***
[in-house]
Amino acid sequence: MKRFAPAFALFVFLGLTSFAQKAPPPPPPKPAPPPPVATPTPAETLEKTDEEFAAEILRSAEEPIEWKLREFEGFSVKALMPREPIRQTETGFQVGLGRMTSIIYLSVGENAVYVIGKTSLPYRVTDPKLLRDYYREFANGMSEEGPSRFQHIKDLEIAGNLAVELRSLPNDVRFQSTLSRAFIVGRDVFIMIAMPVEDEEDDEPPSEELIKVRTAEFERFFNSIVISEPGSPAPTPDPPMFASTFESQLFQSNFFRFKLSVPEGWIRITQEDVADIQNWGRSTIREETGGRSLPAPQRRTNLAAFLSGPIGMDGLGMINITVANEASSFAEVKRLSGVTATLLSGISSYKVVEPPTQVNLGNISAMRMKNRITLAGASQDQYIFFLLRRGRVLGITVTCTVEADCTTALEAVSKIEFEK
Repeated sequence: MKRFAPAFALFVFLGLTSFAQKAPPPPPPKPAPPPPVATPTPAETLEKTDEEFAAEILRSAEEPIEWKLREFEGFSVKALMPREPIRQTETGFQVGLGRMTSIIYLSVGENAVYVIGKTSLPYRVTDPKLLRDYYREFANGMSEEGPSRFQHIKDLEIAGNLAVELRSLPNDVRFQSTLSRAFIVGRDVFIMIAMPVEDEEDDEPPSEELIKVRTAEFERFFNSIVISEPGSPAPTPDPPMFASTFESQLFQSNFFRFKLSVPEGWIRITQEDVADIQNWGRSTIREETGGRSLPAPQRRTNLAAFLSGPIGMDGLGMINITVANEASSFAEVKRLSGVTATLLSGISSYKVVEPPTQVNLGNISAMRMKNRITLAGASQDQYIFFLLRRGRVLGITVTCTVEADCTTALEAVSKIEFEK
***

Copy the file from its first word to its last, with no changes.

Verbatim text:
[in-house]
Amino acid sequence: MKRFAPAFALFVFLGLTSFAQKAPPPPPPKPAPPPPVATPTPAETLEKTDEEFAAEILRSAEEPIEWKLREFEGFSVKALMPREPIRQTETGFQVGLGRMTSIIYLSVGENAVYVIGKTSLPYRVTDPKLLRDYYREFANGMSEEGPSRFQHIKDLEIAGNLAVELRSLPNDVRFQSTLSRAFIVGRDVFIMIAMPVEDEEDDEPPSEELIKVRTAEFERFFNSIVISEPGSPAPTPDPPMFASTFESQLFQSNFFRFKLSVPEGWIRITQEDVADIQNWGRSTIREETGGRSLPAPQRRTNLAAFLSGPIGMDGLGMINITVANEASSFAEVKRLSGVTATLLSGISSYKVVEPPTQVNLGNISAMRMKNRITLAGASQDQYIFFLLRRGRVLGITVTCTVEADCTTALEAVSKIEFEK
Repeated sequence: MKRFAPAFALFVFLGLTSFAQKAPPPPPPKPAPPPPVATPTPAETLEKTDEEFAAEILRSAEEPIEWKLREFEGFSVKALMPREPIRQTETGFQVGLGRMTSIIYLSVGENAVYVIGKTSLPYRVTDPKLLRDYYREFANGMSEEGPSRFQHIKDLEIAGNLAVELRSLPNDVRFQSTLSRAFIVGRDVFIMIAMPVEDEEDDEPPSEELIKVRTAEFERFFNSIVISEPGSPAPTPDPPMFASTFESQLFQSNFFRFKLSVPEGWIRITQEDVADIQNWGRSTIREETGGRSLPAPQRRTNLAAFLSGPIGMDGLGMINITVANEASSFAEVKRLSGVTATLLSGISSYKVVEPPTQVNLGNISAMRMKNRITLAGASQDQYIFFLLRRGRVLGITVTCTVEADCTTALEAVSKIEFEK